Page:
Q&A with Carspring co-founders Maximilian Vollenbroich & Peter Baumgart

Last Updated: April 2, 2018

“When you have the belief you’re going to succeed, you’ve got to keep pushing…” Carspring founders Maximilian Vollenbroich & Peter Baumgart talk about their startup that is revolutionising the way people buy used cars in the UK

    by Agent Writer
Image Source: Carspring

Carspring, founded in March 2015 by Peter Baumgart with Maximilian Vollenbroich, has been named among the top 20 most promising new startups in the UK, and it’s little wonder, because it is a problem-solving business that streamlines one of the processes that most people dislike—buying a used car.

“Don’t expect to see results immediately. Push hard, but be patient!”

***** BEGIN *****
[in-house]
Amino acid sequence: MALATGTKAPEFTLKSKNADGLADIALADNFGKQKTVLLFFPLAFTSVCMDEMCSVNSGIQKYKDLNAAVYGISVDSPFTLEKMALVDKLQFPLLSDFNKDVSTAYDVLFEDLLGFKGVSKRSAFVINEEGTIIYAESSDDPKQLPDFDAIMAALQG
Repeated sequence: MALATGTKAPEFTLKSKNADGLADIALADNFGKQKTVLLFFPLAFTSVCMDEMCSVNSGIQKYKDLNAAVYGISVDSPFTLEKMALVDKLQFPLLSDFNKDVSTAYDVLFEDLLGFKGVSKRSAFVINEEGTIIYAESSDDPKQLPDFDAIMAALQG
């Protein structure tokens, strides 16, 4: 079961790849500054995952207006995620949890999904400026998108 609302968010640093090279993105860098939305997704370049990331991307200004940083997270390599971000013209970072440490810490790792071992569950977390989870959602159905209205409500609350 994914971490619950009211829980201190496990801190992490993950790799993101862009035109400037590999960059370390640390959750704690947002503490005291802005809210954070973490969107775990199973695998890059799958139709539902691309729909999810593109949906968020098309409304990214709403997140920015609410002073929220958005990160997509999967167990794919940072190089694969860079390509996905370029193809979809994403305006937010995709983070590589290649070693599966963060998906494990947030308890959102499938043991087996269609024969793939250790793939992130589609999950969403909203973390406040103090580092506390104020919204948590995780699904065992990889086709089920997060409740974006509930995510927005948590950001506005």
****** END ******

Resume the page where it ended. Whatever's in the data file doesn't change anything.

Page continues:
Its co-founders are former consultants who decided to strike out on their own when they identified an idea that was a winner. Although they and their friends disliked the process of buying used cars, they were amazed to find that the answer-all resource of the Internet couldn’t even help.

“Yes,” says Peter Baumgart today, “it shocked me that there was no online solution! So in this untrusted market, what we have done is to use technology to provide a completely relaxing and stress-free way to buy a used car.”

The Carspring system differs from other online car dealers in the UK by holding its own inventory. Adopting a similar model to US firms such as Beepi and Vroom, Carspring enables customers to choose cars from an online catalogue, pay online, and have the vehicle delivered to their home.

Carspring is backed by the Berlin-based startup ‘incubator’ Rocket Internet, and in July 2015, the company raised a reported $3.29m in its first round of funding from a number of investors